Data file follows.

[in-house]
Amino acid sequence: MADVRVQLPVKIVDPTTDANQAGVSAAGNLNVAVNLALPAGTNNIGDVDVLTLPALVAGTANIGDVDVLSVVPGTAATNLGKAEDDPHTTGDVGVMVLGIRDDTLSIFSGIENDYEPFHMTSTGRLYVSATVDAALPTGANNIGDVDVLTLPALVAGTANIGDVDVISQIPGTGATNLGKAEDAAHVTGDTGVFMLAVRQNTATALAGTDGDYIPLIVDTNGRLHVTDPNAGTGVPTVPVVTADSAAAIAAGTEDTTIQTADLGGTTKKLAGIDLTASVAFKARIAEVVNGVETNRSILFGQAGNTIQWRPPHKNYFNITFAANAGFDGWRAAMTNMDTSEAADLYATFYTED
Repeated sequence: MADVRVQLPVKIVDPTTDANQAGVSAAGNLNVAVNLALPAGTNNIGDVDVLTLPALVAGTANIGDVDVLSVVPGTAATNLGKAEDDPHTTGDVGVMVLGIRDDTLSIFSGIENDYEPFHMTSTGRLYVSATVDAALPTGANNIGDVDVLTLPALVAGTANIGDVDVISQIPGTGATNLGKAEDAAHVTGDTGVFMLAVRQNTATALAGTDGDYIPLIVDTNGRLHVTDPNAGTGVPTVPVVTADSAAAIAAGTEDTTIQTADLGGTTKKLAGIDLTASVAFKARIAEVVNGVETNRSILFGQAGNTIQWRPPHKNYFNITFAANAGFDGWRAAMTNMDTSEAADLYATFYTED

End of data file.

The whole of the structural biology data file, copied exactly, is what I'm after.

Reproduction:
[in-house]
Amino acid sequence: MADVRVQLPVKIVDPTTDANQAGVSAAGNLNVAVNLALPAGTNNIGDVDVLTLPALVAGTANIGDVDVLSVVPGTAATNLGKAEDDPHTTGDVGVMVLGIRDDTLSIFSGIENDYEPFHMTSTGRLYVSATVDAALPTGANNIGDVDVLTLPALVAGTANIGDVDVISQIPGTGATNLGKAEDAAHVTGDTGVFMLAVRQNTATALAGTDGDYIPLIVDTNGRLHVTDPNAGTGVPTVPVVTADSAAAIAAGTEDTTIQTADLGGTTKKLAGIDLTASVAFKARIAEVVNGVETNRSILFGQAGNTIQWRPPHKNYFNITFAANAGFDGWRAAMTNMDTSEAADLYATFYTED
Repeated sequence: MADVRVQLPVKIVDPTTDANQAGVSAAGNLNVAVNLALPAGTNNIGDVDVLTLPALVAGTANIGDVDVLSVVPGTAATNLGKAEDDPHTTGDVGVMVLGIRDDTLSIFSGIENDYEPFHMTSTGRLYVSATVDAALPTGANNIGDVDVLTLPALVAGTANIGDVDVISQIPGTGATNLGKAEDAAHVTGDTGVFMLAVRQNTATALAGTDGDYIPLIVDTNGRLHVTDPNAGTGVPTVPVVTADSAAAIAAGTEDTTIQTADLGGTTKKLAGIDLTASVAFKARIAEVVNGVETNRSILFGQAGNTIQWRPPHKNYFNITFAANAGFDGWRAAMTNMDTSEAADLYATFYTED